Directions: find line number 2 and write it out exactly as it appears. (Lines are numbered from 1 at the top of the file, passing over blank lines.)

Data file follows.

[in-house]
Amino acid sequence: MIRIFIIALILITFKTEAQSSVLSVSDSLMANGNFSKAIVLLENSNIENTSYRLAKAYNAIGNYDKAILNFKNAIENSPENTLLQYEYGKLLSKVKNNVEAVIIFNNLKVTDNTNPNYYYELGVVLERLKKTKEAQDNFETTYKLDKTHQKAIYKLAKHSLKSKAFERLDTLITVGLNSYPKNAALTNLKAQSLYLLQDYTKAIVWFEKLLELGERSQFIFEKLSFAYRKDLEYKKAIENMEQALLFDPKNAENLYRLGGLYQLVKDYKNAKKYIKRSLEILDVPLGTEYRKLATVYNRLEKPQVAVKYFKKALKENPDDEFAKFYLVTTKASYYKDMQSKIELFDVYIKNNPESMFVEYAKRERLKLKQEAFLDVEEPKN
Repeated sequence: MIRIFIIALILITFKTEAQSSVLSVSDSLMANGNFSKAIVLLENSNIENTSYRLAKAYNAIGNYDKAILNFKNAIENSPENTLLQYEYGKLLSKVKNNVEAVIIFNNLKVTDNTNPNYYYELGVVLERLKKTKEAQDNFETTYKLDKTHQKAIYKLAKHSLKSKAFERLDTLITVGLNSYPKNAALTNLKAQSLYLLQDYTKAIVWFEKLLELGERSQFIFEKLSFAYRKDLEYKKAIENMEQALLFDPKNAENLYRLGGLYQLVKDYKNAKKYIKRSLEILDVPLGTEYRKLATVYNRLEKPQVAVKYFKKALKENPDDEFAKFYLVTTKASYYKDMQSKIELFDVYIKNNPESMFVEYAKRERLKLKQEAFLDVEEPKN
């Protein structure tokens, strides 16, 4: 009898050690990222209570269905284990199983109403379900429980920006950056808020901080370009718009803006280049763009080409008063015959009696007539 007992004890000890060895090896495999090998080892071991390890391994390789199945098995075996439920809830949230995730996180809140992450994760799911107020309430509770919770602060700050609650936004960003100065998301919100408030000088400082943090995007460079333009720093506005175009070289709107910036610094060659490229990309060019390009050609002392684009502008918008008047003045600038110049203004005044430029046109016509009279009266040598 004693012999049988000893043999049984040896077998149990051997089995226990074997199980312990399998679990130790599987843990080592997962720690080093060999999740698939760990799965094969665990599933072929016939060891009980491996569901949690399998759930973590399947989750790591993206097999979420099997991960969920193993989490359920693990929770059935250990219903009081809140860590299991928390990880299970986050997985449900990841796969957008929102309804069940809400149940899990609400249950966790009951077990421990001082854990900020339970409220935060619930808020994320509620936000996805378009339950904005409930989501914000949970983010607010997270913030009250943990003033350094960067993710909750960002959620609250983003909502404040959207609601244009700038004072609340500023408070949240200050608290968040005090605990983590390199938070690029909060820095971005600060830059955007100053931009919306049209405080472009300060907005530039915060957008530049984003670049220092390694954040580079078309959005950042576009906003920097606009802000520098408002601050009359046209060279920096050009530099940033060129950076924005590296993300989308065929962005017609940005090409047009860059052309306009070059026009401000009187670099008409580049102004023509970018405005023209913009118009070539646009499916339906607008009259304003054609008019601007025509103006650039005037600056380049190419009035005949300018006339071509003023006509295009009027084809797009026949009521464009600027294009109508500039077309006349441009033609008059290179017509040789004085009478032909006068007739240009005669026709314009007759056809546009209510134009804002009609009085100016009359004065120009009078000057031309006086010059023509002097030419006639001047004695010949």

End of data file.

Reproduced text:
Amino acid sequence: MIRIFIIALILITFKTEAQSSVLSVSDSLMANGNFSKAIVLLENSNIENTSYRLAKAYNAIGNYDKAILNFKNAIENSPENTLLQYEYGKLLSKVKNNVEAVIIFNNLKVTDNTNPNYYYELGVVLERLKKTKEAQDNFETTYKLDKTHQKAIYKLAKHSLKSKAFERLDTLITVGLNSYPKNAALTNLKAQSLYLLQDYTKAIVWFEKLLELGERSQFIFEKLSFAYRKDLEYKKAIENMEQALLFDPKNAENLYRLGGLYQLVKDYKNAKKYIKRSLEILDVPLGTEYRKLATVYNRLEKPQVAVKYFKKALKENPDDEFAKFYLVTTKASYYKDMQSKIELFDVYIKNNPESMFVEYAKRERLKLKQEAFLDVEEPKN